Created on Monday, 22 October 2012 11:57
Written by Tzvi Ben Gedalyahu - Arutz Sheva
Most Egyptians want their country and Iran to have nuclear weapons, and they also favor renewing ties with Tehran and breaking off relations with Israel, according to a poll by The Israel Project, a pro-Israel advocacy group.
Eighty-seven percent of the respondents want Egypt to have its own nuclear bomb, and Iran is more than happy to lend Cairo a hand. "We are ready to help Egypt to build nuclear reactors and satellites," Iran’s deputy defense minister said when Muslim Brotherhood Egyptian President Mohammed Morsi visited Iran last month.
Sixty-two percent of those polled agreed that “Iran and its president, Mahmoud Ahmadinejad, are friends of Egypt.”
The results of the poll belie an impression Muslim Brotherhood Egyptian President Mohammed Morsi has been trying to spread. He visited Iran several weeks ago but denied he is considering renewing ties with Iran, after more than three decades of a freeze following the Egyptian-Israeli peace treaty and the Islamic Revolution.
Cairo's new ambassador to Israel told President Shimon Peres last week that Egypt will retain the peace treaty, but Morsi's advisers have spoken more assertively against the peace treaty, echoing Morsi's own anti-Israeli statements during his campaign for president.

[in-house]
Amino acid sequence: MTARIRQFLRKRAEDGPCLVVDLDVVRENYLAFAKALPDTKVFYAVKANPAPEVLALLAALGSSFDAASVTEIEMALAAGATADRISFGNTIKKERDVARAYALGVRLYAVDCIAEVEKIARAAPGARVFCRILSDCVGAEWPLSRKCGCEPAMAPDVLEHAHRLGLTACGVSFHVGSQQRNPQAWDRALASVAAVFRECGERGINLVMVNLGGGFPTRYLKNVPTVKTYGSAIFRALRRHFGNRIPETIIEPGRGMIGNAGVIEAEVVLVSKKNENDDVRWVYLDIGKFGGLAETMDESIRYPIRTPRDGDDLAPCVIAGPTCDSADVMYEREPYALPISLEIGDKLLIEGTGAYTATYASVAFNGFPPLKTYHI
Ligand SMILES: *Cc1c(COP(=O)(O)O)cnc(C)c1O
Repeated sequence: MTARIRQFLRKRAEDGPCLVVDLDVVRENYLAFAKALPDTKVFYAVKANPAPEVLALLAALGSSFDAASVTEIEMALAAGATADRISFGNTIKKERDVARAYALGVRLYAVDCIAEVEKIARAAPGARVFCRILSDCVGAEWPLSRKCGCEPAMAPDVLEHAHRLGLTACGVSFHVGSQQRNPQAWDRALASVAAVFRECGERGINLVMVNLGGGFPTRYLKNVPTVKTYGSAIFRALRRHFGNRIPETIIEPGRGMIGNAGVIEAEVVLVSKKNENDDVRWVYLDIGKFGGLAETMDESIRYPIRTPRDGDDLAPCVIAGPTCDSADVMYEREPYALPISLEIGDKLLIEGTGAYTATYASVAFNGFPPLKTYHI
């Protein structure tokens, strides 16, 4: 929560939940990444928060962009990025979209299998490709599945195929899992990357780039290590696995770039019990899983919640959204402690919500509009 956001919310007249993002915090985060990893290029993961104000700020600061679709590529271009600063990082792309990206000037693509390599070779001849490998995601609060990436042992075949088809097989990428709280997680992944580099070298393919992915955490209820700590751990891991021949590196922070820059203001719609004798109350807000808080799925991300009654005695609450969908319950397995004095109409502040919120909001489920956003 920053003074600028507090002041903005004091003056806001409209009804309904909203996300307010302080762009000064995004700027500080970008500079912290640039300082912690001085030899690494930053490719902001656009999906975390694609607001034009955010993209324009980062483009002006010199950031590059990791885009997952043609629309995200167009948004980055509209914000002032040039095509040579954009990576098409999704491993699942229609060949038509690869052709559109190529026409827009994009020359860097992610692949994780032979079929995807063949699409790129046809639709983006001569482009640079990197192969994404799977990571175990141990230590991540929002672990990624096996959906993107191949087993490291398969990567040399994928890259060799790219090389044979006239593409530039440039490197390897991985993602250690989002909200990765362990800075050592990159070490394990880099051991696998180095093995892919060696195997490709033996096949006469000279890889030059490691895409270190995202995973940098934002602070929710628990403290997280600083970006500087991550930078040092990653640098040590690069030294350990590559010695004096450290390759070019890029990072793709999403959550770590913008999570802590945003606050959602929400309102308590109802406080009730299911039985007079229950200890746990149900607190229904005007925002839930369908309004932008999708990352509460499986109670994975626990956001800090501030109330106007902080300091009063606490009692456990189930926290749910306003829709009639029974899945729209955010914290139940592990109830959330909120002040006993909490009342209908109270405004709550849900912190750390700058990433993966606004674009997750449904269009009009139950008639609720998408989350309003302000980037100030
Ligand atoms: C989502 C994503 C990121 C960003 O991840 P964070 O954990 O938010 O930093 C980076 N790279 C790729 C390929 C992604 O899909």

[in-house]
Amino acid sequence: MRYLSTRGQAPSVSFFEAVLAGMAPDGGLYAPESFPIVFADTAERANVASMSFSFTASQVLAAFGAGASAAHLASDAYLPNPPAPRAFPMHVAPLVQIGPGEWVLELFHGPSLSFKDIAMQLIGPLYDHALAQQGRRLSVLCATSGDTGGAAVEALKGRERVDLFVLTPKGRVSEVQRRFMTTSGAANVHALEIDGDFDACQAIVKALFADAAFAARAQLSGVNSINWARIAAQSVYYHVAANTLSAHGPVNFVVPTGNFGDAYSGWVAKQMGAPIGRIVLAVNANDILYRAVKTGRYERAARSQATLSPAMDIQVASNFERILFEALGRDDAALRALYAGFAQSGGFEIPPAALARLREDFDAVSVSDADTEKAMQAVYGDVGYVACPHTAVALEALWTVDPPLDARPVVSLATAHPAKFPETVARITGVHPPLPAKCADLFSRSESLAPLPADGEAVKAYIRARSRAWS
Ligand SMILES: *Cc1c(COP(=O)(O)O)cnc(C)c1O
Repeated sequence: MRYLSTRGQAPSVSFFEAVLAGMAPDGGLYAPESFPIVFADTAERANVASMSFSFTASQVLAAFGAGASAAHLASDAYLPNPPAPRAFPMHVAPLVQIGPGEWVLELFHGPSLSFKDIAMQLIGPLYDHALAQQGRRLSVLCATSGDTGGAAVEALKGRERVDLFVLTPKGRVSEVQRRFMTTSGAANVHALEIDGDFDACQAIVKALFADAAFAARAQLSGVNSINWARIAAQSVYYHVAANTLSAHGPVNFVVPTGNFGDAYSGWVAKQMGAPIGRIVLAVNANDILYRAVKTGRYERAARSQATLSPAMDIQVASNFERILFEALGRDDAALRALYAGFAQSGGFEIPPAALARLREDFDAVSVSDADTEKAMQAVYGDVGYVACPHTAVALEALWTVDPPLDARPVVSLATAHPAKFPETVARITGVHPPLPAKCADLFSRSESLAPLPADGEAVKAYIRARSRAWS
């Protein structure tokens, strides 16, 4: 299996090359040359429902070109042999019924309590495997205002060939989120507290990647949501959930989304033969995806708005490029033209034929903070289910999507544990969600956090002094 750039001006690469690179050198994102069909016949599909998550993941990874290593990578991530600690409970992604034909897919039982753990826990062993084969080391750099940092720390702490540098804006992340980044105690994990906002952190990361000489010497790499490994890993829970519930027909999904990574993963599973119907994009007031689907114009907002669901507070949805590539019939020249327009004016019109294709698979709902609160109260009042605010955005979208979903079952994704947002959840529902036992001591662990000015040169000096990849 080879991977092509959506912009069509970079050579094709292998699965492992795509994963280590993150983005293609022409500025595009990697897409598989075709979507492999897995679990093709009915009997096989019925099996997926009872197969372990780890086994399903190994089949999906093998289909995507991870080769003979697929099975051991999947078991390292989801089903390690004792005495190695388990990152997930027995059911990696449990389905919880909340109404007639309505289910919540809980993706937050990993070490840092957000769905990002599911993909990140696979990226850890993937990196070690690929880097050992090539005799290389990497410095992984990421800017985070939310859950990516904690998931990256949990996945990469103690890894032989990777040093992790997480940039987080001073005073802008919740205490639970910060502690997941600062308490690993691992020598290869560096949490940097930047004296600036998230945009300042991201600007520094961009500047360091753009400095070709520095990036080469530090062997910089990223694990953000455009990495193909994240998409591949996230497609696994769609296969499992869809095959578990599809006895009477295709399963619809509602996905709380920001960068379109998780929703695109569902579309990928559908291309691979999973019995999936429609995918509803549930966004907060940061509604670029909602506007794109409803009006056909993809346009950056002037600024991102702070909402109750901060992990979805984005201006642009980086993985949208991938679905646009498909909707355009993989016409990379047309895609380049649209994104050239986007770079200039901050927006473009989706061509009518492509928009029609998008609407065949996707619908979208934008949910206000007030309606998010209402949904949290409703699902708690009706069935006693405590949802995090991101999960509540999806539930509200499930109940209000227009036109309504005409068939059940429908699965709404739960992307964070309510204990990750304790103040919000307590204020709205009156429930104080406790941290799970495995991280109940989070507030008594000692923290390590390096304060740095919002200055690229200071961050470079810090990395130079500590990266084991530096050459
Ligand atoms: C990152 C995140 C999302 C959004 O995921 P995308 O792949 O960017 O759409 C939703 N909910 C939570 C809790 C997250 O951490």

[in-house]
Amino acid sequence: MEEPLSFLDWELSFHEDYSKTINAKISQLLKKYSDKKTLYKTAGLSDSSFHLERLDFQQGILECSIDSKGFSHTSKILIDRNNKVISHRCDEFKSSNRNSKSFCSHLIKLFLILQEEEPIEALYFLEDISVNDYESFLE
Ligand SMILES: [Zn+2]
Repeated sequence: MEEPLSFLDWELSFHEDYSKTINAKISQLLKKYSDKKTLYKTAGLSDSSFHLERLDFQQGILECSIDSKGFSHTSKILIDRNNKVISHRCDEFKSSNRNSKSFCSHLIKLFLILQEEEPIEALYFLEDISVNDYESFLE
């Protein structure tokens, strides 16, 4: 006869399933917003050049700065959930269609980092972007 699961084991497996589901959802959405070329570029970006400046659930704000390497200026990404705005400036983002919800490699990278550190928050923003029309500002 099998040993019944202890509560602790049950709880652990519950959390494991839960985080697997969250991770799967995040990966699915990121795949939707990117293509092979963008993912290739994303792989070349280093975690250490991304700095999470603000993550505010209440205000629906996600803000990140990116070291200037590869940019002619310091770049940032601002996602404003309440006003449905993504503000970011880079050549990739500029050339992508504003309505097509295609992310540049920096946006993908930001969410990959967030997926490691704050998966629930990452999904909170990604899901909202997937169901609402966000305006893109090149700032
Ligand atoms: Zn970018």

The Israel Project poll, widely headlined in Iran’s state-controlled media, revealed that 65 percent of Egyptians back renewed diplomatic ties with Iran and that 61 percent support Iran’s nuclear development. Three years ago, a similar poll showed that only 41 percent of Egyptians backed Iran’s nuclear project.
The only sour note towards Iran was the view of 68 percent of the respondents who expressed an unfavorable view of Shi’ite Muslims.
Israel Project CEO Josh Block told The Foreign Policy “Cable” that a nuclear Iran would set off a regional race for nuclear weapons.
"Very scary to people opposed to proliferation of nuclear weapons, let alone to unstable countries in the world's most turbulent part of the world, is the 87 percent who want Egypt to build nuclear weapons," he said. "Morsi’s dangerous embrace of Iran is leading a surprising shift in favor of support for Tehran,” which Egyptians formerly saw as a threat.
The respondents also clearly opposed Cairo’s retaining diplomatic ties with Israel, with 74 percent wanting a break, nearly three times as many as in a 2009 poll, when Egyptian President Hosni Mubarak was in office.
Seventy-seven percent agreed that "The peace treaty with Israel is no longer useful and should be dissolved."
More than two-thirds of the respondents also said that President Barack Obama favors Israel more than Arabs, and 60 percent thought that the Obama administration has been "a negative thing" for the Arab world.